3.1.6 Ownership of Rights: A producer should obtain comfort in the form of legally enforceable warranties on the part of a rights owner in the option agreement that they actually own beneficially and solely the rights being optioned by the producer and that the rights have not previously been optioned to a third party. It is sometimes the case that the owner of the rights in an underlying work is not the actual author of the work, albeit that an author will usually be the first owner of copyright in a work, (other than where a copyright work has been created pursuant to a contract of employment). Despite the warranties on the part of the rights owner, a careful examination therefore by an experienced copyright lawyer of the agreement(s) under which the seller claims to have acquired his rights (the so called "chain of title") must be undertaken at the stage when the option is acquired. It should not be left until the option is exercised - at that stage it is too late and the only remedy left for a producer is to sue the rights owner for damages for breach of warranty (or to invoke an indemnity), for the producer's loss in commissioning screenplays and undertaking other development work. A search of the US Copyright Registry (the USA is the only major country with a registration system) may also be advisable.

Where a book or other copyright right has been published, a producer will need to be satisfied that none of the rights over which the producer has purported to acquire an option have been vested in the publisher, pursuant to its publishing agreement with the author or rights owner. Moreover, a producer should seek to obtain from the publisher of the underlying work a release and quitclaim acknowledging that the publisher has no rights in the underlying work which conflict with those acquired by the producer, although the release will normally permit the producer to issue published articles, synopses and resumes of the underlying work or the film in relation to the advertising and exploitation of the film. Without this permission, a producer could theoretically be infringing the publishing rights owned by a publisher in the underlying work.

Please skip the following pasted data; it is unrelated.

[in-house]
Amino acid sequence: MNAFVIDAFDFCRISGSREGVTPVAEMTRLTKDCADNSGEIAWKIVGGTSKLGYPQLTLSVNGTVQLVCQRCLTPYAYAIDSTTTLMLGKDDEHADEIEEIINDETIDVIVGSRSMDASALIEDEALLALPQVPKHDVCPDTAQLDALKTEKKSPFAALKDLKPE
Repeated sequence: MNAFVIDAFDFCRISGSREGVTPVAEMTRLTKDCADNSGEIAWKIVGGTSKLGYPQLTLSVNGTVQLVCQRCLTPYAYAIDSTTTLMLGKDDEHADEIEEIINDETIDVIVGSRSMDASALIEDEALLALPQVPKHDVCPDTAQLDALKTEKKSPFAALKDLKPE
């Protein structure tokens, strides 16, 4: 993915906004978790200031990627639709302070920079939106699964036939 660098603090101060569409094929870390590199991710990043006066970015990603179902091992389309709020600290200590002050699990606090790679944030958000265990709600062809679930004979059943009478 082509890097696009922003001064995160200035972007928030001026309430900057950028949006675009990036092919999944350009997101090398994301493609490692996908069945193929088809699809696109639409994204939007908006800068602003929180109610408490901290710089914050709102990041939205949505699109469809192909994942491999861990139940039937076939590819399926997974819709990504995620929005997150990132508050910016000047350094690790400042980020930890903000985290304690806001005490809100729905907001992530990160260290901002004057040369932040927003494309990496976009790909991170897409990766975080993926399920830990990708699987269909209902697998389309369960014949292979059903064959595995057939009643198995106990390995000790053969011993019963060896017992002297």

3.1.7 Assignment_Of_The_Benefit_Of_An_Option_Agreement'>Assignment Of The Benefit Of An Option Agreement: As a matter of English law, in simple terms, the benefit of an agreement, but not the burden ie., the obligations that go with an agreement, may be assigned, pledged, transferred or charged to a third party. From the point of view of a producer, it is essential in an option (and indeed assignment agreement) to obtain the express right of assignment from the owner of the underlying rights, as typically a producer will be required to

assign or charge the benefit of an option (and assignment) agreement to a third party financier as security for being loaned development or production finance. From a rights owner's point of view, given that there will be no direct contractual relationship with any third party who acquires (through an assignment or otherwise) the benefit of an option agreement it is important to ensure that the original producer will remain expressly primarily liable to the rights owner for its obligations under the option agreement, specifically, the obligation to make payment to the rights owner of the agreed option fees and purchase price. An alternative, from a rights owner's point of view, is to make any assignment of the benefit of an option agreement conditional upon the third party entering into a direct contractual covenant with the rights owner undertaking to comply with the obligations of the producer under the original agreement. Financiers typically are loathe to do this and a producer should usually resist this. The minimum, however, a rights owner should insist upon is notice being given to them of any assignment, transfer or charge of the benefit of the option (or assignment) agreement within a prompt period of time following such assignment, transfer or charge.

3.2 Assignment
3.2.1 Assignments And Licences: Under English law, the transmission of copyright may be effected by assignment, by will or by operation of law. It is essential to bear in mind that assignments and exclusive licences of copyright must be in writing signed on behalf of the assignor (ie., the person granting the assignment). It is also possible, under English law, to assign future copyright ie., copyright which has not yet come into existence.